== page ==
US boffins have documented a transition from metal to semiconductor that can be controlled by exposure to light.
The researchers, from Washington University in St Louis, created a thin film of gold nanorods coated with zinc oxide. The result: with no illumination, the gold/zinc oxide mix conducted electricity as a metal, but under illumination, it behaved as a semiconductor.
More specifically, since Register readers can stand having the detail: in dark conditions, the transition from metal to semiconductor occurred at temperatures between 150 K and 200 K (-123.15°C to -73.15°C), but when illuminated, “all films behaved as semiconductors from 80 to 320 K” (-193.15°C to 45.85°C).
In the university's release, one of the researchers, Parag Banerjee says the “metal-to-semiconductor switching” would be useful in a variety of sensors and other devices.
The mechanism that powers the transition is the excitation of electrons in the gold nanorods when exposed to light. The excited electrons enter the zinc oxide film, changing its electrical properties. Banerjee says the effect works best on very thin films – around 10 nanometres.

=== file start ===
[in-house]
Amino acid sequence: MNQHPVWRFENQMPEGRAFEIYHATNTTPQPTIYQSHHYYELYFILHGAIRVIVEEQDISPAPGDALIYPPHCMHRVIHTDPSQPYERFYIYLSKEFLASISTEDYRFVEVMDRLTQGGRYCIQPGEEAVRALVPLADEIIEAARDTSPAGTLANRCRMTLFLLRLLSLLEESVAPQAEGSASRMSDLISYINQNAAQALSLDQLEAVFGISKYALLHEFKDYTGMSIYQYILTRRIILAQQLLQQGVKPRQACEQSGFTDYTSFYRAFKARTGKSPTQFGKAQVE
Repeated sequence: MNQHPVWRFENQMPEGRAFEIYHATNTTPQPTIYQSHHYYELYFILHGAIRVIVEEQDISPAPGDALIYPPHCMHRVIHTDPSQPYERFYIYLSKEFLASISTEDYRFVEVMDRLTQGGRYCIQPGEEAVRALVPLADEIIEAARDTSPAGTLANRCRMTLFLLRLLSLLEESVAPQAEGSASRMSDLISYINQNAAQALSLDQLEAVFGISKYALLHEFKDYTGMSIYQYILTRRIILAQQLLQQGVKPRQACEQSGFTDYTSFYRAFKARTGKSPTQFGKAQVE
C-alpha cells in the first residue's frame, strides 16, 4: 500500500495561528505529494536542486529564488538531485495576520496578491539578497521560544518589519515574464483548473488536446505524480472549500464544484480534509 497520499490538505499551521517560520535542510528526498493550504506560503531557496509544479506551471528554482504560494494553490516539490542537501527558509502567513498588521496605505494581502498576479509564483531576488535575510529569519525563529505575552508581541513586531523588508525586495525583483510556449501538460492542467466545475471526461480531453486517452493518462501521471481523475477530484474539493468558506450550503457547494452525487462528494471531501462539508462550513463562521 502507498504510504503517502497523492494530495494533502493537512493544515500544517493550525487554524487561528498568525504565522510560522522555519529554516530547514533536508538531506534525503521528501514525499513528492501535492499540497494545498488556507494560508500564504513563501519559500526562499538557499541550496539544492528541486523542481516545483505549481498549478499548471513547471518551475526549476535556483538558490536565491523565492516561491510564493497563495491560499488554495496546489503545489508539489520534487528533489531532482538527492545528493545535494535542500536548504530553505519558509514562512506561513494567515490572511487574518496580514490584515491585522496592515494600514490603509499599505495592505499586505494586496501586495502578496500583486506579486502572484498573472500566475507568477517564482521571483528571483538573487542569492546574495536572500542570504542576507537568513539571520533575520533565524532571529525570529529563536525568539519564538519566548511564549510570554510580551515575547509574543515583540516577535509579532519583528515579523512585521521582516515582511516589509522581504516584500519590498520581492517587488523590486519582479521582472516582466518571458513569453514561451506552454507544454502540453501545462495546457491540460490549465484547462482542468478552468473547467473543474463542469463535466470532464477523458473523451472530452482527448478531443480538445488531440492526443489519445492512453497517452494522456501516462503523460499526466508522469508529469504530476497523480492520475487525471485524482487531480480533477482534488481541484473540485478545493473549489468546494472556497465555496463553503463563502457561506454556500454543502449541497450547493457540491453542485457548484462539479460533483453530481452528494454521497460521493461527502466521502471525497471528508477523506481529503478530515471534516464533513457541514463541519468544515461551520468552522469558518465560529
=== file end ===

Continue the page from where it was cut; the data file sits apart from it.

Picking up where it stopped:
When light excites electrons in the gold nanorods,
they turn the zinc oxide layer into a semiconductor.
Image: ACS Applied Materials & Interfaces
As well as a sensor application, Banerjee believes the technology could be useful in solar cells. His next work will focus on determining whether the colour of the light changes the semiconductor properties. ®
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